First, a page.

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AAA Music | 7 July 2020

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Maybeshewill – I Was Here For A Moment, Then I Was Gone

| On 29, May 2011

There’s something intrinsically fascinating about Maybeshewill’s ‘I Was Here For A Moment, Then I Was Gone’, but exactly what it is eludes my vocabulary. To call their brand of instrumental ear-openers “post rock”, as many might, would miss the point. Their music doesn’t descend from on high, but bleeds from the souls of human musicians.

This album, for the most part, feels like the evocative, occasionally melodramatic, soundtrack to one of the best films you’ve never seen. ‘Opening’ is a sweetly eerie track driven by a tinkling piano riff, beefed up by cavernous drums and a lyrical string section as it lifts from the small-scale to the expansive. The sublime ‘Red Paper Lanterns’ feels like its spiritual twin, blending a lilting guitar, understated bass, and shimmering glockenspiel from hushed beginnings to a bright burst of melodies, propelled by pounding cymbals and some deftly executed keyboards, turning from ethereal rock to pounding atmosphere and ending up pouring electronic heart into a beautiful final few minutes.

However, sandwiched between these is the four-minute jackhammer excitement of ‘Take This To Heart’, what might happen if A Place To Bury Strangers lost their effects pedals and gained half an orchestra, if that makes sense. Fluctuating between a savage rock bite and tense atmospherics, there’s a palpable menace in crisp percussion and the howling guitar/keyboards assault that leaps from the speakers, but it is tempered by the lush string sections and introspective classical piano. Similar tones can be found on ‘Accolades’ as a borderline metallic rock opening with crunching guitars and Beethoven-esque keyboard loops give way to the fascinating lovechild of heavy metal groove and Mogwai atmospherics. Moments of gossamer-soft melody are held together by the booming rhythm section and thick guitar squall, which lurches on the borders of lunatic “math rock” (think Chickenhawk/Hawk Eyes) territory in its fury before it fades back to beauty.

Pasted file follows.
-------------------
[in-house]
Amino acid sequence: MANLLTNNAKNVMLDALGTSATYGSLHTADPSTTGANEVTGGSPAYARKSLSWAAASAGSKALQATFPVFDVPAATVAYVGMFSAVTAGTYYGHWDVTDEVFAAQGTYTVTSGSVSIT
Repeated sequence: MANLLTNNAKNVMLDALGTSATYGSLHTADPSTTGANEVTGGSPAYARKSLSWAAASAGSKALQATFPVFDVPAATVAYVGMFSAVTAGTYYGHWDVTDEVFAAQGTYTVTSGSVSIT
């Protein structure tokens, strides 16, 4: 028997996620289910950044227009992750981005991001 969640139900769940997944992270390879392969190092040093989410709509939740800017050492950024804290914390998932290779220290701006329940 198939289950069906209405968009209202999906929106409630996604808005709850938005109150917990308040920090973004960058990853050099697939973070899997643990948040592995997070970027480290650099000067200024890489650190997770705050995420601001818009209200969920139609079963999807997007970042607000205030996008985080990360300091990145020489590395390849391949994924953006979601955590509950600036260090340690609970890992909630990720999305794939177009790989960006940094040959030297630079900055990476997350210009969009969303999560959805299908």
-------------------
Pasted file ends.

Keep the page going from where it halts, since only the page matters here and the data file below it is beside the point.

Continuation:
Sprightly keyboards illuminate the slight melancholia on ‘Critical Distance’, as acoustic blends with electronic to create a rewarding tapestry of romantic melody, and a light/dark contrast as booming drumkit and tender piano flow alongside what is nearly a dance beat and hazy, echoing synths that feel like Explosions In The Sky if they ever remembered to enjoy themselves. ‘An End To Camaraderie’ brings, with its sprawling, epic strings and its breathtakingly emotive sounds, a real sense of catharsis to the fore, as it builds and builds to an incredible climax reminiscent of that immortal 28 Days Later soundtrack moment ‘In A Heartbeat’. Afterwards, ‘Words For Arabella’ ushers in mournful brass and elegiac violins to cool the mood suitably, without losing the album’s thread.

Penultimate track ‘Relative Minors’ brings it all down to sparseness before building a veil of tender sound over music box tinkling, before hammering hot blood and tears into the listener’s heart with urgent guitars and breathless keyboards. Listening to it, there’s a feeling that it might be cutting into your soul’s old wounds, but something about it keeps you captive, as its attacks fade into moments of exhausted beauty.

Finally, ‘To The Skies From A Hillside’ wraps it all up, both fluidly charming in its melodic expressiveness, and borderline scary in its sudden, doomy heavy metal turns and math rock style guitar picking. Hints of The Mars Volta lurk at the fringes of this track, as it fluctuates from eloquent piano to pure distorted-guitar malignance and back again without so much as blinking.

So there you have it: Maybeshewill, the instrumental band for people who aren’t ashamed to admit they are human. Exciting yet with a full artistic and cinematic scope, you might find yourself lost at times, or even pained by its uncompromising drive, but ‘I Was Here For A Moment, Then I Was Gone’ will hold you from start to finish, and isn’t that what an album is for?

Author: Katie H-Halinski